Red sandstone inserts adorn this concrete paver walkway that winds past granite boulders

A Stone’s Throw to a Beautiful Yard

By Kate Jonuska

While plants demand the bulk of our attention and maintenance in a landscape, stunning yards and gardens are often created from stronger stuff—namely, rocks, stones and pavers. Stones can retain and control earth, build lasting paths and plant beds, and of course, create more outdoor living spaces for which Colorado is so renowned. As lovely as they are durable, stones serve many purposes in a landscape. Some are quarried right here in Boulder County and a little beyond, so your next landscaping project can support local businesses. Here’s a brief rundown on popular stones available for landscape use.

Sandstone

Our area is famous in rock-circles for two types of native sandstone: Lyons Red, quarried from the rock formation that runs from Lyons and the Flatirons down to the Garden of the Gods in Colorado Springs; and Colorado Buff, a slightly younger stone quarried west of Loveland and Fort Collins. True to its name, Lyons Red runs red and deep pink, while Colorado Buff is hued more neutrally with shades of tan, brown and gray.

“Most people think sandstone is soft, but the Lyons Red is 98% quartz, has a silica bond and you can polish it to full polish,” says Mike Loukonen, general manager and co-owner of Loukonen Brothers Stone in Lyons. “The Buff is a little softer, but both polish up beautifully for countertops and tabletops, or furniture, like benches.”

Indeed, sandstone is one of the most popular stones in local landscapes, used in decorative and retaining walls, patios and pathways. You can purchase precut sandstone in different thicknesses and sizes, making it ideal for creating lovely patterns and color combinations. For instance, the signature stone mix used in buildings on the University of Colorado Boulder campus is called the “CU Mix.” It contains Lyons and Colorado Buff sandstone, as well as lichen-covered moss rock and other natural stones.

Sandstone does require a little maintenance, as botanic acids produced by some trees can discolor it over time. “You can get off the biggest percentage with a pressure washer,” Loukonen says of the discolorations, “but to do it right, also put a good penetrative sealer on the sandstone. That will limit the botanic acid from turning it black.”

Bluestone

Colored in deep blues and grays, bluestone is a stunning choice that’s often paired with more modern architecture—and higher-budget projects, since the stone is less common and quarried from farther away. The two largest bluestone quarries are in Pennsylvania, where the deposits are sandstone, and Arkansas, where the deposits are limestone. Both can be used similarly to local sandstone in projects throughout the yard, including benches and tabletops. Though bluish-gray colors are the predominant hues, bluestone variations of green, red and brown can also be found.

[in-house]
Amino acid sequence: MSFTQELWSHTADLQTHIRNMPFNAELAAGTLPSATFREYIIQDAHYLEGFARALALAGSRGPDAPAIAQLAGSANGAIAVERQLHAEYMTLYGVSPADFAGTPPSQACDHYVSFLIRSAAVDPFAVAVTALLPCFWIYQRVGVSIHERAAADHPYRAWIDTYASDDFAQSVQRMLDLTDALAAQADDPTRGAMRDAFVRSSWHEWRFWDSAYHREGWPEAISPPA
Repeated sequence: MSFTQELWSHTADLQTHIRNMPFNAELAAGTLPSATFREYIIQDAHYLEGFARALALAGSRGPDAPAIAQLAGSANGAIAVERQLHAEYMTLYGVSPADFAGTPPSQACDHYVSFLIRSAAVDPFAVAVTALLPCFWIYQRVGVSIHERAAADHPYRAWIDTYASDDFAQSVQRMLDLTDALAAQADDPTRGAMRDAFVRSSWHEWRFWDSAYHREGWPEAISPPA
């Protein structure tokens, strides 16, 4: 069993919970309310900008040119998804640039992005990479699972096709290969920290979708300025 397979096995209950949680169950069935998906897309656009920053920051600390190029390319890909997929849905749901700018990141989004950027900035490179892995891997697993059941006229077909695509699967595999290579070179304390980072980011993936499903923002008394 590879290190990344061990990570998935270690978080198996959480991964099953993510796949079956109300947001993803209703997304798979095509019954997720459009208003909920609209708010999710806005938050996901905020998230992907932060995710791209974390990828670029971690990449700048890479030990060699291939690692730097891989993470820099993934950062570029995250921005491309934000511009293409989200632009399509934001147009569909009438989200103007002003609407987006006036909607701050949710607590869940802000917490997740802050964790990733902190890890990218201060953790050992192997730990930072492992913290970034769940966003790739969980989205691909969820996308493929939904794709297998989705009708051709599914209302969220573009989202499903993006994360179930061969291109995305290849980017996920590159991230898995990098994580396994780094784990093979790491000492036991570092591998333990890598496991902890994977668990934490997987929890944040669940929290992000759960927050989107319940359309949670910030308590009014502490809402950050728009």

Concrete Pavers

While sandstone may be the most all-around used stone, concrete pavers are another incredibly popular choice—and for good reason.

“Stone is expensive,” says Paul Hartman of Changing Landscapes, who explains that manmade concrete products are durable and much better looking than some would expect. “For a more contemporary look, new block walls have some interesting lines to them, or you can go with a tumbled wall. Basically, these are concrete blocks that have been tumbled to break up the sharp edges, so the wall looks like it’s been there a while.”

Available in myriad sizes and shapes, concrete pavers create excellent mosaic patios and durable footpaths. And since they’re often interlocking, they’re very easy to work with, Hartman says. Paver manufacturers also sell preassembled kits to create freestanding walls, pillars and fire pits—projects that would be much more difficult, or even impossible, with sandstone.

Moss Rock

Moss rock has moss and lichen growing on its surface, making it a great choice for folks with a more rustic aesthetic. While available in small scale, such as in the CU Mix, moss rock can also be large boulders. These stones thrive in shade and moisture, making them perfect for pools, ponds and water features.

“I like to integrate moss rock boulders into larger walls here and there,” Hartman says, “which makes an interesting mixed look, something really eye-catching.”

Limestone

This durable stone is an excellent choice for walkways and patios because of its velvety feel underfoot. The stone can be cut into a wide variety of shapes and sizes, and the stones are slip-resistant. Make sure limestone is installed correctly, however, to protect it from freeze and thawing cycles.

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